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The main aim of the Household Finance and Consumption Survey (HFCS) is to gather information on household economic wellbeing.  

The HFCS survey was first conducted in Ireland in 2013.  Data collection will commence in April 2018 for the second round of this survey.    Below are some headline results from the 2013 survey.

Table 1 Summary of national data 2013
Type of asset or debtPercentage of households with:Median value, conditional on participation
 %€000's
Household Main Residence (HMR)70.5150.0
Land10.8350.0
Other Real Estate Property13.8150.0
Self Employment Business Wealth20.210.0
Vehicles82.56.0
Valuables61.03.2
(Any) Real Assets95.3165.0
   
Savings88.64.5
Bonds or Mutual Funds7.512.0
Shares13.14.0
Voluntary Pension10.044.7
Other Financial Asset6.32.0
Total Financial Assets89.86.3
   
Mortgage on HMR33.9129.0
Mortgage on Other Property5.9140.0
Total Non-mortgage Loan29.65.0
Overdraft9.31.0
Credit Card debt17.51.4
All Debt56.863.0
Open in Excel: HFCS2013TBL1 (XLS 11KB)

1Real assets are physical assets that have value due to their substance and properties. Real assets include precious metals, commodities, real estate, agricultural land, machinery and oil. Real assets are different to financial assets.

State
Self Employment
Business Wealth
5.95092
Vehicles2.84339
Valuables1.92961
Household Main
Residence
(HMR)
52.772
Land21.1322
Other Real
Estate Property
15.3718

1A financial asset is a non-physical asset whose value is derived from a contractual claim, such as bank deposits, bonds, and stocks.

Percentage
Distribution on
financial assets
State
Bonds or Mutual Funds8.71064
Shares10.3773
Voluntary
Pension
21.6418
Other Financial Asset4.32134
Savings54.949

Constraints on credit

In 2013 some 28.1% of all households indicated that they applied for a loan at some stage in the last three years and of those that applied 21.3% were either refused entirely or only got a reduced amount of credit. Additionally 12.4% of households did not apply for a loan due to a perception they had that they were unlikely to get approved.  In total therefore 18.4% of all households were credit constrained.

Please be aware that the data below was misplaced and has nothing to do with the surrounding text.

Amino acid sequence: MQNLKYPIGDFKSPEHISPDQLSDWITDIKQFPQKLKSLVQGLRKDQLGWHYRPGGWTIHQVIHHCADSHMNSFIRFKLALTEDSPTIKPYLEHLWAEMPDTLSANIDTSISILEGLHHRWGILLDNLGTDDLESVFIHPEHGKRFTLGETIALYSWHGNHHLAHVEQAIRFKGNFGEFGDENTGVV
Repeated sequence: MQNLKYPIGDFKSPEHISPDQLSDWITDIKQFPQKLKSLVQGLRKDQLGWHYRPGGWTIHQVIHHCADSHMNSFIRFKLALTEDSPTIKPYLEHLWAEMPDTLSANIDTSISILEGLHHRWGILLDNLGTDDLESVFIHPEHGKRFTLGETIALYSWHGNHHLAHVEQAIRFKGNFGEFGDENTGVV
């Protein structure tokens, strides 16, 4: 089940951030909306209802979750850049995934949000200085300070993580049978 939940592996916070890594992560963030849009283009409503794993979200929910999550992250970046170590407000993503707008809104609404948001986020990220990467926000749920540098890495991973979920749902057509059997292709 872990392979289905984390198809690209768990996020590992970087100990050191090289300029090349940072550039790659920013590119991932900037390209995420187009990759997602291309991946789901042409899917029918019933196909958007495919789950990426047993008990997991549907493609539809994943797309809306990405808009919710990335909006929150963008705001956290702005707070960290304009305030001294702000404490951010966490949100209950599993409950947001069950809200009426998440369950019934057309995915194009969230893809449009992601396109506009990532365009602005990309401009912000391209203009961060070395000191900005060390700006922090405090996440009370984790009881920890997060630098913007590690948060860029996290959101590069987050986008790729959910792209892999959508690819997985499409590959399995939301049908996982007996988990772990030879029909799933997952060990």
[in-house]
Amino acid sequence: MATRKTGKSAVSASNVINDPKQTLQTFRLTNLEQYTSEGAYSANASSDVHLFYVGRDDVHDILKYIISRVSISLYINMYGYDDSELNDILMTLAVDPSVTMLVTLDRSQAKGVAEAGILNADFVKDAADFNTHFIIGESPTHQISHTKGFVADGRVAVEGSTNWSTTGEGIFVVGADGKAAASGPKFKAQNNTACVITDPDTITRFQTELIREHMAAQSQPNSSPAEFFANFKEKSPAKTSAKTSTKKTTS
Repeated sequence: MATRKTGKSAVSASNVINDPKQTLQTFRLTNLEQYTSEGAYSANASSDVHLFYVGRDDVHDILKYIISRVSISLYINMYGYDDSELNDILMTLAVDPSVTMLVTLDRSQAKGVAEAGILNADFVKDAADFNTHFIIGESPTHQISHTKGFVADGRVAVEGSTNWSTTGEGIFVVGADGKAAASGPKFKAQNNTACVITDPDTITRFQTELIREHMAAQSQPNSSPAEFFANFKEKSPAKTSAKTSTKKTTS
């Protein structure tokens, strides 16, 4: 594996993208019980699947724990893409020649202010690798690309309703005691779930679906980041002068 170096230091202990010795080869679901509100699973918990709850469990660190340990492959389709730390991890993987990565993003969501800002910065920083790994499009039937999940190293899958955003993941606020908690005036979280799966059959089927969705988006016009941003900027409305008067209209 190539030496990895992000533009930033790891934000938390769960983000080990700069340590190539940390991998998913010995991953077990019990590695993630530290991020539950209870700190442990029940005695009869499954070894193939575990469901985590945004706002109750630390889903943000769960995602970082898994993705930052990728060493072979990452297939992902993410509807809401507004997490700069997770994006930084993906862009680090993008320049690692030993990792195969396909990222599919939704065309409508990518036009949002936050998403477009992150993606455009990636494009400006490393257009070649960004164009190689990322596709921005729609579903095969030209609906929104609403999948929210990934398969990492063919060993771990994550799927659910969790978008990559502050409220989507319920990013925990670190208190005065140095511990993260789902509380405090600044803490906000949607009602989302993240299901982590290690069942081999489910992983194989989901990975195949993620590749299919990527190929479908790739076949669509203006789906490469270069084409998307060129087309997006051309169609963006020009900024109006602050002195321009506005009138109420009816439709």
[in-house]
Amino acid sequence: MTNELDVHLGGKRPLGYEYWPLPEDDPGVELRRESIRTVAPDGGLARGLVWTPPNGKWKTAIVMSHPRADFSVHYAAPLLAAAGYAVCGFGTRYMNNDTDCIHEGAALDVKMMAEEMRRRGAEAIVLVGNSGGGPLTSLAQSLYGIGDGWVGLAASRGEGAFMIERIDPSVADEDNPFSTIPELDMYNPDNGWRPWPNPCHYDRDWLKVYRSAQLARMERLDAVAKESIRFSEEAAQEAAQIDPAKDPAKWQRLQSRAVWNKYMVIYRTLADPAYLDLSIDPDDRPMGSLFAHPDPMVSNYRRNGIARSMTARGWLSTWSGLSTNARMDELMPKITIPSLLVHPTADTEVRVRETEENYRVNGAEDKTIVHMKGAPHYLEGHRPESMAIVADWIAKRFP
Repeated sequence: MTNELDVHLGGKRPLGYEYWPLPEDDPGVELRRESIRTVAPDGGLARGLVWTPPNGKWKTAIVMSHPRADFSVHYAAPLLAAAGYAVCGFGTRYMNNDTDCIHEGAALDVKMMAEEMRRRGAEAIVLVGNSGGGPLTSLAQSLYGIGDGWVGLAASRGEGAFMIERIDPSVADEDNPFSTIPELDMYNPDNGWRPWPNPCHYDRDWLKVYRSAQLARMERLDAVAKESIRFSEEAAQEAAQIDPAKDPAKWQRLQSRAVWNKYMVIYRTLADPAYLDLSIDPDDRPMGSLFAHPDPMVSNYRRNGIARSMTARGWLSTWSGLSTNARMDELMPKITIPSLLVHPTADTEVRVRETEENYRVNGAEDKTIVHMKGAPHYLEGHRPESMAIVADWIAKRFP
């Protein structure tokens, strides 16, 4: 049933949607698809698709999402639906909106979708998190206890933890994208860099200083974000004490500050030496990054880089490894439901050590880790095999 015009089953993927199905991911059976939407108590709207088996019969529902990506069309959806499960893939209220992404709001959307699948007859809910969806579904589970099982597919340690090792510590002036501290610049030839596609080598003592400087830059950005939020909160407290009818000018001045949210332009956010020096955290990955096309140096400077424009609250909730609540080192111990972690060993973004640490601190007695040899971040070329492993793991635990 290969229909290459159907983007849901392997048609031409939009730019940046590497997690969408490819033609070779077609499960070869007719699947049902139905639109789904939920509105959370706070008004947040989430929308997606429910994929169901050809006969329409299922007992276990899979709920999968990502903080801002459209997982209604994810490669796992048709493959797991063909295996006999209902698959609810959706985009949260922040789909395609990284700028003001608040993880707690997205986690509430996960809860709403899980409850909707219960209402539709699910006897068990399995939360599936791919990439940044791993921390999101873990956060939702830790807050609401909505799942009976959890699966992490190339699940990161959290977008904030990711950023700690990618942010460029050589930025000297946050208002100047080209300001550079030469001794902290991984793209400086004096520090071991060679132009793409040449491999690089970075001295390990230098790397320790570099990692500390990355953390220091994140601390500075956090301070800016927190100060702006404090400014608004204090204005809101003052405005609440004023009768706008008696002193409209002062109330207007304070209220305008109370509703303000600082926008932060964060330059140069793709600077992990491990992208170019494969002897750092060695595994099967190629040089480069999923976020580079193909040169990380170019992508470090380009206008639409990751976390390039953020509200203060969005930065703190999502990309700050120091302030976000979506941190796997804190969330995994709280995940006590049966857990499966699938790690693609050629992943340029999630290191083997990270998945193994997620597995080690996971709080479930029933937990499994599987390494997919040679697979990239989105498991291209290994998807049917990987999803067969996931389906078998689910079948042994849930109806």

Households in the Mid-East region were most likely to apply for credit in the last three years at 32.3% (closely followed by the Midlands with 32.2% of all households applying) while the West was least likely at 24.1%. Other groups less likely to apply for credit were households where the reference person was aged 65 or over (11.9%), households in the bottom fifth of household income (15.4%), households headed by a person with a primary level of education or lower (15.5%) and one person households (17%).

Of the households that applied, those composed of one adult with children (37.5%) and those headed by a self employed person (30.2%) were particularly likely to be refused credit or only get a reduced amount.  On the other hand retired households were only refused the full amount in 4.2% of cases.

Households composed of one adult with children were particularly likely not to apply due to a perceived credit constraint, with 30.4% of these households not applying for credit.  Retired households were less likely to think this, with only 2.1% of such households not applying due to perceived credit constraints.

The percentage of households who were credit constrained (this consists of households that applied and didn’t fully get what they requested or didn’t apply in the first place feeling they wouldn’t get the credit anyway) ranged from 2.7% of retired households to 42.1% of households where there was an adult with children.  Credit was also relatively constrained for households headed by an unemployed person at 25.8% and for households with six or more persons at 27.8%.  There was also a clear relationship between the age of the reference person and credit constraint.  While 31.1% of households headed by a person aged less than 35 was credit constrained, this fell as the age rose so that by the time the reference person was 65 and over, only 2.7% were credit constrained. 

Age of the
reference person
Households which are credit constrained
Under 3531.0913078678148
35-4424.5373155189928
45-5418.8781823591201
55-6413.0046110096948
65+2.69948170025481

Who uses these results?

The HFCS is a very important survey because it tells us if there are disparities or differences between household assets and liabilities (e.g. negative equity).  The HFCS also tells us about the types and levels of debt taken on by households (e.g. home equity, credit card debt, etc.) and what factors influence household debt.

The data will ensure that policymakers use the most complete information possible when making decisions that will affect us all.  The CSO will never publish data that could allow any individual or household be identified.  The confidentiality of your data is guaranteed by law under the Statistics Act, 1993.

Further information
Releases and publications

International comparison

Eurostat

General information

Email: ICW@cso.ie

Stephen Lee, Statistician

Tel: (+353) 21 453 5045